Tony Askew and David French have transformed a former cinema in Bruce Grove into a mecca for roller lovers everywhere.

The “club on wheels” is open Mondays and then Thursday to Sunday and is a revival of the roller disco scene which last had its heyday in the 1980s.

We spoke to the pioneering duo to discuss their business and to find out how the Opportunity Investment Fund has benefitted them.

Tony Askew sadly passed away in 2022. This interview took place in 2019. 

Why the name?

(David) “The name Roller Nation is all-encompassing. It says that our venue is for everyone – young and old, black and white, pink and blue! It’s very cosmopolitan and summarises what we’re about.”

Why Tottenham?

(David) “I always say that we didn’t choose Tottenham…Tottenham chose us! I kept seeing articles about Tottenham being the new this and that with lots of interesting events happening here. And I kept thinking that perhaps there’s something in the suggestions that Tottenham is the next place to be. I’ve been doing a lot of interviewing for jobs lately and everyone I speak to is really positive about what’s happening here with the regeneration of the area.”

(Tony) “It’s an area where redevelopment is taking place and, talking to the OIF people, we realised that they obviously wanted us here and felt we were offering something to the local community. We hope it will rival the new Spurs’ stadium for attendance!”

How did you find this space?

(David) “Well, for quite a while now we’ve been looking around for a venue and we’ve found some amazing spaces in some good locations but they were only willing to give us a short lease. Then one of the other directors heard about the Opportunity Investment Fund, we found the ideal venue - plus the lease is for 18 years!”

What has the OIF money been used for?

(David) “It has been used for the development of the place and general fit out – so the special sprung floor and the ceiling and the seating. Without the loan it would certainly have been a much different proposition; much more scaled back.”

(Tony) “To be honest without the OIF money I don’t think we could have taken this place.”

What else has been good about the OIF?

(David) “For me it was the post-grant support. I have used Haringey Works a lot and they’ve found me some good staff.”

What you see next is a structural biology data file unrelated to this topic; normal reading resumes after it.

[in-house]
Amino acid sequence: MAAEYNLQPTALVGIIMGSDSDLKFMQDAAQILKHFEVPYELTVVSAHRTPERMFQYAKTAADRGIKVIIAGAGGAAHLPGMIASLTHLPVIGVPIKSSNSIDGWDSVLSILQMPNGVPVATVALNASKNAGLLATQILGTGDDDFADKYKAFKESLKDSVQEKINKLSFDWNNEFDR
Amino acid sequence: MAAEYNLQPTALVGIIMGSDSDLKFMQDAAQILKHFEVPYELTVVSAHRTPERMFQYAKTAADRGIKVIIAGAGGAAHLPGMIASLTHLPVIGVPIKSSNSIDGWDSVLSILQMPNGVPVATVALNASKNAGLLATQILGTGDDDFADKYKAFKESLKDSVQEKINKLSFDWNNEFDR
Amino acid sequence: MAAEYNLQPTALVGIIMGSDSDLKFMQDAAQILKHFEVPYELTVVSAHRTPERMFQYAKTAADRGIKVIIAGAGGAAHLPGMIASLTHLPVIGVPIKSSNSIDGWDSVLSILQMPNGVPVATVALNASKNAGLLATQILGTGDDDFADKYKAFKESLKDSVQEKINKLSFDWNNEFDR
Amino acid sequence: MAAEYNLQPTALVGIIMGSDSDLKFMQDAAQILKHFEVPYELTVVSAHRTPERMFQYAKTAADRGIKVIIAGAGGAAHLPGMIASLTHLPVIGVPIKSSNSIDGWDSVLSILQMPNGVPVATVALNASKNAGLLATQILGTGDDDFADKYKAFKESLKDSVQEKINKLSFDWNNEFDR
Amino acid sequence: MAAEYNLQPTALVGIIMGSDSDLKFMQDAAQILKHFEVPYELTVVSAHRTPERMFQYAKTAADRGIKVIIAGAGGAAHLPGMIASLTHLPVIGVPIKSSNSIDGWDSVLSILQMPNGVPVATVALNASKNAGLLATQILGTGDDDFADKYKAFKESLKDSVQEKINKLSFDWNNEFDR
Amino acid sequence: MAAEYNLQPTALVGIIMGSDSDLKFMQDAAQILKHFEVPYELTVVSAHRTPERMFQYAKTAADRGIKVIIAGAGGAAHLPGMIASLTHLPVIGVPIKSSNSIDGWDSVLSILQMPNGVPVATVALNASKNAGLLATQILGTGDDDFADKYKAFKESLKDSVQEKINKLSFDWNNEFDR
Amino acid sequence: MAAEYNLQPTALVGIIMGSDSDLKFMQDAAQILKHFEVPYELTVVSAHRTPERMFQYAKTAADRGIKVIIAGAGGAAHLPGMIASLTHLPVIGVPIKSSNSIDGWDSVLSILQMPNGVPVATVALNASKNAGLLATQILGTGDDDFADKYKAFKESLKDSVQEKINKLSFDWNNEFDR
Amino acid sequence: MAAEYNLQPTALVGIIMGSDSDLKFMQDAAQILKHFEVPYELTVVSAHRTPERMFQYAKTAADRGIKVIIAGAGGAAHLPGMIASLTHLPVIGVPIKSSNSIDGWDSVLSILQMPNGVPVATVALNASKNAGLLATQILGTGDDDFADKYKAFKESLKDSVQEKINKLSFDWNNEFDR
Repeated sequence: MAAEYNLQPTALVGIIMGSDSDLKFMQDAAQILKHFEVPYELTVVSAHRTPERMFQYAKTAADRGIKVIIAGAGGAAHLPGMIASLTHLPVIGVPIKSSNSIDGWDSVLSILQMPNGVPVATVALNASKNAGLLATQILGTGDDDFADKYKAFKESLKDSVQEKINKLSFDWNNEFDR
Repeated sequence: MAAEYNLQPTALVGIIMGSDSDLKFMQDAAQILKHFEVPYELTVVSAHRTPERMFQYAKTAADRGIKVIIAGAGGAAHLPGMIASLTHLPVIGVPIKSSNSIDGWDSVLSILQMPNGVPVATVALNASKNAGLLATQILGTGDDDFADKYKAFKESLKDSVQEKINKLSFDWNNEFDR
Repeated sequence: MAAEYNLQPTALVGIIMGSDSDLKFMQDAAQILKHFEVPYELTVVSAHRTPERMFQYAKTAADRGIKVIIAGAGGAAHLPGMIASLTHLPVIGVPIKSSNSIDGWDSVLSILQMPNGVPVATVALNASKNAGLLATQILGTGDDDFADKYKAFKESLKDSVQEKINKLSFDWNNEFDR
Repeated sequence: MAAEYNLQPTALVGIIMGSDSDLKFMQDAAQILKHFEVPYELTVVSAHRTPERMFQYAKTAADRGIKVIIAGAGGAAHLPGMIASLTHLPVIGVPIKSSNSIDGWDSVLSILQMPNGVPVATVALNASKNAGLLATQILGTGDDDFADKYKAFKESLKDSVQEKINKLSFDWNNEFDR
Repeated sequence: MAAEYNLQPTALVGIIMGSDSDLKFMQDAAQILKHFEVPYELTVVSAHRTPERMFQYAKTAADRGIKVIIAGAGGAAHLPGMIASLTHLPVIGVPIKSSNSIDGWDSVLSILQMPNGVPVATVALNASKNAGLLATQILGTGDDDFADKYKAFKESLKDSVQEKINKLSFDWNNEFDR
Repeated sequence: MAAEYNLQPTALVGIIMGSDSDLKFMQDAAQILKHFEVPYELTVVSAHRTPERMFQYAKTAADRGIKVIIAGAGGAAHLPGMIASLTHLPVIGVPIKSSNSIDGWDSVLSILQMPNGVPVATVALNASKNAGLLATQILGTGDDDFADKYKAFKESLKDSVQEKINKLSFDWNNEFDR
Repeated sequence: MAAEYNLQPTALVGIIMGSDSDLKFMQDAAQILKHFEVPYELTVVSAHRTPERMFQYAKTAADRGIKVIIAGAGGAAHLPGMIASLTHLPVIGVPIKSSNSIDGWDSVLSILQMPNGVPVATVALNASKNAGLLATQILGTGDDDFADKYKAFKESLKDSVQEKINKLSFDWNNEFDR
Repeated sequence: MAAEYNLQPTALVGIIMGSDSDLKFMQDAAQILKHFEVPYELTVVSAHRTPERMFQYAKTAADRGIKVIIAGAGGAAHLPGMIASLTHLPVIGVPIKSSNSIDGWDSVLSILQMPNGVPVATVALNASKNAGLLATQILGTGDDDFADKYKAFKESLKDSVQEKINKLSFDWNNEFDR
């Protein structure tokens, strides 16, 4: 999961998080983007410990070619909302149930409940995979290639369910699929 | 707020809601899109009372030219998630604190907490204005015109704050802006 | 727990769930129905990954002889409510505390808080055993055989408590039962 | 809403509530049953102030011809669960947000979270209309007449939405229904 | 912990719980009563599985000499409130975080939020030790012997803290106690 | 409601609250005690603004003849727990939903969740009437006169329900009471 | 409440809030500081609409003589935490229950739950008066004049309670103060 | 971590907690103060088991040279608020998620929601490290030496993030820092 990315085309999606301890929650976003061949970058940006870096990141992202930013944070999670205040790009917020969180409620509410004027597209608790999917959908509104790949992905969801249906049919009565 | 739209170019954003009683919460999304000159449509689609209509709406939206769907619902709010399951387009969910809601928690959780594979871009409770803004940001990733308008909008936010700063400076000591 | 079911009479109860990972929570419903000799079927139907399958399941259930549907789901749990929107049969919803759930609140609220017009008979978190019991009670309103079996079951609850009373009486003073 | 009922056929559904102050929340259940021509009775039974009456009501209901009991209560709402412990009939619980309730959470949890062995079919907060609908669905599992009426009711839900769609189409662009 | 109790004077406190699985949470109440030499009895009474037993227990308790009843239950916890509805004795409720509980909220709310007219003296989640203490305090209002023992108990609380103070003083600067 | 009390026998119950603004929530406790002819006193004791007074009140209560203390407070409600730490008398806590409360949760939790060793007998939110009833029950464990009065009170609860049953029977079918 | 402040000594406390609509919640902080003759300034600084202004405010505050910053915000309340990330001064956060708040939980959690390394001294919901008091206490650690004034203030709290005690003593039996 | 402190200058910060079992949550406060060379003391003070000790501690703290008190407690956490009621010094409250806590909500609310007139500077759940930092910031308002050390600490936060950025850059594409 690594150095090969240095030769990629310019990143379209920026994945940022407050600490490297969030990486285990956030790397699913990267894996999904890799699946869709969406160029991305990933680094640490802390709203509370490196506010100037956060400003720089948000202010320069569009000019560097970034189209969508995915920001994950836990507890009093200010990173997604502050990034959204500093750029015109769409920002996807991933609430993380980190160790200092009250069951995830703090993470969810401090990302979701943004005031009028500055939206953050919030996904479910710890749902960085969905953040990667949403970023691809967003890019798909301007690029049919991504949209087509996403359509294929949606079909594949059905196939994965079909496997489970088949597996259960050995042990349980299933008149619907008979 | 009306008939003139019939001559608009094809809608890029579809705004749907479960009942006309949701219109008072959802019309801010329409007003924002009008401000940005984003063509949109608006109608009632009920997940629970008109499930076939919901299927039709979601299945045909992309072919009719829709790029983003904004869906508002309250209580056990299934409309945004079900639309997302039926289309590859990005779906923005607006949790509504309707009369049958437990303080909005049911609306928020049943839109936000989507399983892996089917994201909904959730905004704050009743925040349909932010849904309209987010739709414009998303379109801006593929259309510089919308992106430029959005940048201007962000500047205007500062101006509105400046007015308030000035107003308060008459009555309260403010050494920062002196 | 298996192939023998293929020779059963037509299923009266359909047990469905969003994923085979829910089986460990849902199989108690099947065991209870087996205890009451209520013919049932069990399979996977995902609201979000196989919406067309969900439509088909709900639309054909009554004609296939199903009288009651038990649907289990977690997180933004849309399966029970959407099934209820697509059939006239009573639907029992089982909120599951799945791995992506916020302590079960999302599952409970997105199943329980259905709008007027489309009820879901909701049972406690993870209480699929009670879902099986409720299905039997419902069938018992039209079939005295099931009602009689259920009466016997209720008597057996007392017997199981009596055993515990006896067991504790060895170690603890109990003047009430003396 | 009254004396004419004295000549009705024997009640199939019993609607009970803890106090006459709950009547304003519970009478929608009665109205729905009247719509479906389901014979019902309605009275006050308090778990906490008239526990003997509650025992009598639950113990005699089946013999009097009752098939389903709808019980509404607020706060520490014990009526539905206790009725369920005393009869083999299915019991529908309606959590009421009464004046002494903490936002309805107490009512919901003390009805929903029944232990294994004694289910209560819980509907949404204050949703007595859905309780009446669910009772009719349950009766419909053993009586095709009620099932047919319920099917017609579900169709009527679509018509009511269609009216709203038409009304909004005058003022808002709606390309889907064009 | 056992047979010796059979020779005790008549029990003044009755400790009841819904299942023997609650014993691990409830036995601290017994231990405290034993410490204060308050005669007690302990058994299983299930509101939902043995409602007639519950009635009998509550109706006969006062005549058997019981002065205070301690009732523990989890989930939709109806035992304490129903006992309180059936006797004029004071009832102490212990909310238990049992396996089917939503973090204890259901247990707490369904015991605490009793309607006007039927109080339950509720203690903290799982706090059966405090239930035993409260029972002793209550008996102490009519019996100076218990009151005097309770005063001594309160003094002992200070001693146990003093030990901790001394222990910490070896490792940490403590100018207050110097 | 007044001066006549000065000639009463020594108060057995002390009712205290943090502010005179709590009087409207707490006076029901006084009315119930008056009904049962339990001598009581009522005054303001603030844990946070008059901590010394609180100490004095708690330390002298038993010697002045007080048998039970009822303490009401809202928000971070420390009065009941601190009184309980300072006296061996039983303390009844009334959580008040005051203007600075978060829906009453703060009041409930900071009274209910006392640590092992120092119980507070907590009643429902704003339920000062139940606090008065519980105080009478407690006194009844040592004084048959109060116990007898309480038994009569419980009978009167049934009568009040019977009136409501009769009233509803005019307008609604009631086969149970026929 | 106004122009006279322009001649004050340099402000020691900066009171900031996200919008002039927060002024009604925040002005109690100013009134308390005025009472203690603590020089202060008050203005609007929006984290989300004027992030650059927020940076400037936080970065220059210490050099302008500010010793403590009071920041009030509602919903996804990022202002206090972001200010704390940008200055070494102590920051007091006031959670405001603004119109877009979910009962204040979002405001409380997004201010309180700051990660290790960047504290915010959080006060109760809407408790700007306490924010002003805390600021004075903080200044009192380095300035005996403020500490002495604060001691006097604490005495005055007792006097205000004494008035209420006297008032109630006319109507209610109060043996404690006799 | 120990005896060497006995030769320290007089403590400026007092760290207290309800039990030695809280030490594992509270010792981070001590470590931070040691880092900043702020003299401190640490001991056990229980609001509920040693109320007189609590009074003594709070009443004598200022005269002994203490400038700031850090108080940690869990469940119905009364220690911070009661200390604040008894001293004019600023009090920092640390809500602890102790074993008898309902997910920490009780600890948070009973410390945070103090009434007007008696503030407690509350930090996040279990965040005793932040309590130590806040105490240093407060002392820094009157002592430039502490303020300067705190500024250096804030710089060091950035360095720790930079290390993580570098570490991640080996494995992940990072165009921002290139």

How have you found working with the council on the loan and wider business support?

(David) “It’s been good. We’ve had a lot of contact with the OIF team who have been very supportive. The application itself was very thorough and it does take time but it was relatively straightforward. There’s an understanding you have to hit targets in terms of your business plan and financial programming but that’s important because we’re not talking about peanuts here. And the OIF has a responsibility to the council to ensure it’s all being done responsibly.”

Would you recommend the OIF to other businesses?

(David) “Without a doubt. It’s been a very positive experience and I have been impressed by how supportive the council has been.”

Tell us some more about your business…

(Tony) “As a kid I loved roller skating and I used to play roller hockey at Alexandra Palace. In the late 1970s roller discos came over here from the US and Aristoc, the tights people, asked me to put on a show showcasing their new skating gear! So I whizzed around the country on tour and I then put on a roller panto where Cinderella goes to the roller disco ball and loses her skates! Fifteen years ago, running a few roller disco nights in King’s Cross, I met David and we then put our heads together to run a successful weekly event in Vauxhall.”

(David) “But this will be something else and from my point of view you enter a full-on, high production value space that no other skating venue in the world even approaches. There is a roller diner serving food and glitterballs hanging from the ceiling and a huge screen showing a live feed. We run different themed nights throughout the week and host family events on Saturday and Sundays."

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